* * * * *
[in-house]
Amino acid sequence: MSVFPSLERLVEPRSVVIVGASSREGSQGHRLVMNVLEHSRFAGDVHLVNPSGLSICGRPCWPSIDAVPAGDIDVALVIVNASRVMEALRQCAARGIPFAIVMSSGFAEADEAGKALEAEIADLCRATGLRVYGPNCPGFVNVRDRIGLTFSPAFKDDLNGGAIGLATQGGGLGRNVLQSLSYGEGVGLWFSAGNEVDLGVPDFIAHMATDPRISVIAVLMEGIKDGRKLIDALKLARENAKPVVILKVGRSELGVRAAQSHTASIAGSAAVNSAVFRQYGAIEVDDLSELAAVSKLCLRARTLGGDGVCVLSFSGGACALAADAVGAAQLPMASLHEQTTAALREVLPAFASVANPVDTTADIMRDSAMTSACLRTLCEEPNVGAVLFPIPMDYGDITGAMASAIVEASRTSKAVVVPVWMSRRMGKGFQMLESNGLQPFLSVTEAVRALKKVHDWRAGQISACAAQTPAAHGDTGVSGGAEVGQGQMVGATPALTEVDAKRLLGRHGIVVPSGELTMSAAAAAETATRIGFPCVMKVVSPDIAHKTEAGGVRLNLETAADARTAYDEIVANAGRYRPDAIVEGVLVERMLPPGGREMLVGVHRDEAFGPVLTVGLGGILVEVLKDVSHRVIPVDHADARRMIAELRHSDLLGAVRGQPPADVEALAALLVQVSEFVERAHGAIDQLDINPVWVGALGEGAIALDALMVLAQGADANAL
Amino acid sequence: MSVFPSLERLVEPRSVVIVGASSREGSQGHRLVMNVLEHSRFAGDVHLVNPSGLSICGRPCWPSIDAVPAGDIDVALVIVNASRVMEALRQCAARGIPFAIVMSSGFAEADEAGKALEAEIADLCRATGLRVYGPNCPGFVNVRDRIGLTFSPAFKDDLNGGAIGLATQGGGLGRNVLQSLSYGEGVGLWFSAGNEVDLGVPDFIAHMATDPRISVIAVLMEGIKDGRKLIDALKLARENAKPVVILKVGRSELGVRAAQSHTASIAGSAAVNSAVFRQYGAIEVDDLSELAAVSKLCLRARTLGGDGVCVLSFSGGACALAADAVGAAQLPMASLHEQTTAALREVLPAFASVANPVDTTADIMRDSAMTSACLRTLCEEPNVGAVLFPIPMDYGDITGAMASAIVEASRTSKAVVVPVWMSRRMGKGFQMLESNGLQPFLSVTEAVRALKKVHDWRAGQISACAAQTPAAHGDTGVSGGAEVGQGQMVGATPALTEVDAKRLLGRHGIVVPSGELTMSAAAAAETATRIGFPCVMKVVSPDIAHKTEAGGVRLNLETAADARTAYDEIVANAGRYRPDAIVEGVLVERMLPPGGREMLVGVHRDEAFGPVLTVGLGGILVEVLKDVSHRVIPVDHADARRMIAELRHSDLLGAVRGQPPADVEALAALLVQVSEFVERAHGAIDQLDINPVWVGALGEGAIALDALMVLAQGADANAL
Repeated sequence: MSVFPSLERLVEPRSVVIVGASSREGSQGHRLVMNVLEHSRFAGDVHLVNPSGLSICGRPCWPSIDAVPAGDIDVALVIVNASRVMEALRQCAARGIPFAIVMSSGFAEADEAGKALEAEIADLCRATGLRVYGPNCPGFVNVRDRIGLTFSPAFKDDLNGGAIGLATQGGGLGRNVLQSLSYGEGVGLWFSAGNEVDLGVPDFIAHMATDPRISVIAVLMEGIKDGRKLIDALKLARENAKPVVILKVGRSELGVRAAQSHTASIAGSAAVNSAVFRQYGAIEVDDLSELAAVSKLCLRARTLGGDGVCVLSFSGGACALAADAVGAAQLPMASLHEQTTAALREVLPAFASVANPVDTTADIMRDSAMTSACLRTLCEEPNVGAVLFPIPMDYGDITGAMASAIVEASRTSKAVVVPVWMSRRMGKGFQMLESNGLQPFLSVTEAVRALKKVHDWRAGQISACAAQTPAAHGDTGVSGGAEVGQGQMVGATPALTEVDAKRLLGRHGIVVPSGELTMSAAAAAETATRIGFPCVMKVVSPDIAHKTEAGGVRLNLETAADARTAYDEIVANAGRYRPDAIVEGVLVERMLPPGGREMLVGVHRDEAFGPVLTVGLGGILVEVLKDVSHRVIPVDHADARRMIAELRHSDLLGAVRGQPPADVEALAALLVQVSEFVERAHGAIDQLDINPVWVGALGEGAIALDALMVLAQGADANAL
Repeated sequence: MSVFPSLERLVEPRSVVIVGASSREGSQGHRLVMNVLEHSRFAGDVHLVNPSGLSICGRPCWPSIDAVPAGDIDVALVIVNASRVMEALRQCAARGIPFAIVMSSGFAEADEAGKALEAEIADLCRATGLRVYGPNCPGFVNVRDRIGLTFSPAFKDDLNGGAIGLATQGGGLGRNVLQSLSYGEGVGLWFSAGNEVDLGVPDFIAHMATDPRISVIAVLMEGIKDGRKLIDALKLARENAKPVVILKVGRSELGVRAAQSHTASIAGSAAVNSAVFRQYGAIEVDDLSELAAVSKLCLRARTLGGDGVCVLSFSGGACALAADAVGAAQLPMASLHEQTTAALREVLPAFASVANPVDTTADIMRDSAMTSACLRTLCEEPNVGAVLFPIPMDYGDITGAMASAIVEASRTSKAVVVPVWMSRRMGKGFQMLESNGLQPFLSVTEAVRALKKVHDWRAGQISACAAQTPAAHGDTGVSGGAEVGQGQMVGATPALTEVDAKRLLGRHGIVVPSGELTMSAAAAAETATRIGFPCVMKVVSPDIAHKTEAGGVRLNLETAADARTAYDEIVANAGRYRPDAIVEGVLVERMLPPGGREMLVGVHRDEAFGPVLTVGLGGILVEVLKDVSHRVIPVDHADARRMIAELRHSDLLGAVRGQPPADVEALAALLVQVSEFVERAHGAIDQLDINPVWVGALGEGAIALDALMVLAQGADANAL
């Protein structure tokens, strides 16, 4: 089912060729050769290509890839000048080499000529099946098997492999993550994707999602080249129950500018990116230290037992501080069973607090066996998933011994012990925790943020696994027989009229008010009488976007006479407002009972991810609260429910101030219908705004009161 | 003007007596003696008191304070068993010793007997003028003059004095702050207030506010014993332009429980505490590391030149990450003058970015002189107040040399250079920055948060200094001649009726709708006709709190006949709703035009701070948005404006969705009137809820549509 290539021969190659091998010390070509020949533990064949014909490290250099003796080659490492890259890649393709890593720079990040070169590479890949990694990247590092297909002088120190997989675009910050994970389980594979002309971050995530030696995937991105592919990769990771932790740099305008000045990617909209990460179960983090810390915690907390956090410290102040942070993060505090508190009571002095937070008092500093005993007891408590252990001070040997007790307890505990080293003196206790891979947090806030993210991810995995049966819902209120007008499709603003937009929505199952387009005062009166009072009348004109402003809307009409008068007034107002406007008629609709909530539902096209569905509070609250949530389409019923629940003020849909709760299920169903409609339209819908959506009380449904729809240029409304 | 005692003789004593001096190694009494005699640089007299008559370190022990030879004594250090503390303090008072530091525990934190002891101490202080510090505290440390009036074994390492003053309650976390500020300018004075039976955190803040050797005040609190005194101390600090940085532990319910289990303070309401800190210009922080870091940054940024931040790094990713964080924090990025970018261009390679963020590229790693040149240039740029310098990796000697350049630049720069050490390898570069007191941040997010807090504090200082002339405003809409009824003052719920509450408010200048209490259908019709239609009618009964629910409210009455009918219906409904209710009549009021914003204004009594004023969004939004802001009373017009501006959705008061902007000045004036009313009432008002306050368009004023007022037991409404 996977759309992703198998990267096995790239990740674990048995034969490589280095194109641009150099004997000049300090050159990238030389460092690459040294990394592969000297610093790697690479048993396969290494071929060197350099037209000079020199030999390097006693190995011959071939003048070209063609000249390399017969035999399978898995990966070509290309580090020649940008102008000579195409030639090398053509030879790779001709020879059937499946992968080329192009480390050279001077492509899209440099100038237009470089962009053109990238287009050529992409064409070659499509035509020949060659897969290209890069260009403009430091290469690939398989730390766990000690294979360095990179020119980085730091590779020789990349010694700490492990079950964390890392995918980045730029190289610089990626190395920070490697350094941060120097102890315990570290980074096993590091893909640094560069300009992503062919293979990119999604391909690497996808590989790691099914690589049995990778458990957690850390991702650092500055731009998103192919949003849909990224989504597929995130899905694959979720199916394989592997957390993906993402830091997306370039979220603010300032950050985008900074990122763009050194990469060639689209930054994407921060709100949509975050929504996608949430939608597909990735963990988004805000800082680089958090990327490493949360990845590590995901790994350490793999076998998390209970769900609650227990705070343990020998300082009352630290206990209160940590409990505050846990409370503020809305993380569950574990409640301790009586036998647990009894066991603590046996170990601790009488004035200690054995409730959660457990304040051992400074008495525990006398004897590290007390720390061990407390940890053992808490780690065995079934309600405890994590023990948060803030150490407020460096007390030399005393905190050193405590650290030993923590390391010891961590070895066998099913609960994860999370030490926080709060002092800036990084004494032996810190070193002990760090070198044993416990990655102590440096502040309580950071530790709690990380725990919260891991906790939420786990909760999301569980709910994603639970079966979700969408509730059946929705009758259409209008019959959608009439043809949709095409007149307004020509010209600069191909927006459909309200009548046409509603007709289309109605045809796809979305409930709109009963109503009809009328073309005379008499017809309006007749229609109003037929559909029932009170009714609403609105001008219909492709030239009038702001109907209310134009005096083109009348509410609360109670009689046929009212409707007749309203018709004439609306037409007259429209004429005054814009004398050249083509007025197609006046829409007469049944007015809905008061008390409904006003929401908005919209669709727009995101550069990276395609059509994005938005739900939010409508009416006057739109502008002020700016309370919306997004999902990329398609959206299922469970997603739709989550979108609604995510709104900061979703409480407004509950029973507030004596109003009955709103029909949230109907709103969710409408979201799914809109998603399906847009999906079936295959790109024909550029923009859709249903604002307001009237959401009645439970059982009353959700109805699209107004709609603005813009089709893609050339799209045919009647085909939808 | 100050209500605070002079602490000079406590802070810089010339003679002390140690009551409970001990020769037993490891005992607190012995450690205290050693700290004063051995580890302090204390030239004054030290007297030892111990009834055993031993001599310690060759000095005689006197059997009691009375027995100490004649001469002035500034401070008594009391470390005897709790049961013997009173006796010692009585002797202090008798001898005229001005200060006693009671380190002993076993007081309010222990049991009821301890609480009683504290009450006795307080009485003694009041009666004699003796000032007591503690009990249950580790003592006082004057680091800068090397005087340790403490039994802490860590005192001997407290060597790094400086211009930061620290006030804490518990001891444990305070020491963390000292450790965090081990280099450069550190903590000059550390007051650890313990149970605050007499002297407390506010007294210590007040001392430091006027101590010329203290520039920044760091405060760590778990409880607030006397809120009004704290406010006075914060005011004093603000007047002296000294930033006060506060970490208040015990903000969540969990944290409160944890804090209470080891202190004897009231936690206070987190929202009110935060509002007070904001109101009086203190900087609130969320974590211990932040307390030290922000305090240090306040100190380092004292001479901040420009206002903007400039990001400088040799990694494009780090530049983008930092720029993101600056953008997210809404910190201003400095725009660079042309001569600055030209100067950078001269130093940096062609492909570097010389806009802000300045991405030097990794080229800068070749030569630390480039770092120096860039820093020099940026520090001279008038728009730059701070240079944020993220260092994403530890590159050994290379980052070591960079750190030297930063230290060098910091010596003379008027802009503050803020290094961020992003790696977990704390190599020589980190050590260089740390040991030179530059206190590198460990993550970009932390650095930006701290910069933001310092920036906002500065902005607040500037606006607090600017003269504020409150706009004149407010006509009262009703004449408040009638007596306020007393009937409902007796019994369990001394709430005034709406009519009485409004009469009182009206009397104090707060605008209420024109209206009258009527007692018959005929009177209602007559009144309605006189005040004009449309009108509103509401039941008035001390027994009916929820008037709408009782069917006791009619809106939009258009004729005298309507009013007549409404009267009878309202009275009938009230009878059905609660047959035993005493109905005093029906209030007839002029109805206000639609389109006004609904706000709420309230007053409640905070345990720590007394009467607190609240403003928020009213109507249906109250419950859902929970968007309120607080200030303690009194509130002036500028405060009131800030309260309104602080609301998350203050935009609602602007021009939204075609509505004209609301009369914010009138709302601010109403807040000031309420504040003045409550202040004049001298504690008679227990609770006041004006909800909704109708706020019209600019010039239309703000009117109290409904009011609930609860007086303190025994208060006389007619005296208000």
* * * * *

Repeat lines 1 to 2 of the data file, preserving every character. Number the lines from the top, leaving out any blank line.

[in-house]
Amino acid sequence: MSVFPSLERLVEPRSVVIVGASSREGSQGHRLVMNVLEHSRFAGDVHLVNPSGLSICGRPCWPSIDAVPAGDIDVALVIVNASRVMEALRQCAARGIPFAIVMSSGFAEADEAGKALEAEIADLCRATGLRVYGPNCPGFVNVRDRIGLTFSPAFKDDLNGGAIGLATQGGGLGRNVLQSLSYGEGVGLWFSAGNEVDLGVPDFIAHMATDPRISVIAVLMEGIKDGRKLIDALKLARENAKPVVILKVGRSELGVRAAQSHTASIAGSAAVNSAVFRQYGAIEVDDLSELAAVSKLCLRARTLGGDGVCVLSFSGGACALAADAVGAAQLPMASLHEQTTAALREVLPAFASVANPVDTTADIMRDSAMTSACLRTLCEEPNVGAVLFPIPMDYGDITGAMASAIVEASRTSKAVVVPVWMSRRMGKGFQMLESNGLQPFLSVTEAVRALKKVHDWRAGQISACAAQTPAAHGDTGVSGGAEVGQGQMVGATPALTEVDAKRLLGRHGIVVPSGELTMSAAAAAETATRIGFPCVMKVVSPDIAHKTEAGGVRLNLETAADARTAYDEIVANAGRYRPDAIVEGVLVERMLPPGGREMLVGVHRDEAFGPVLTVGLGGILVEVLKDVSHRVIPVDHADARRMIAELRHSDLLGAVRGQPPADVEALAALLVQVSEFVERAHGAIDQLDINPVWVGALGEGAIALDALMVLAQGADANAL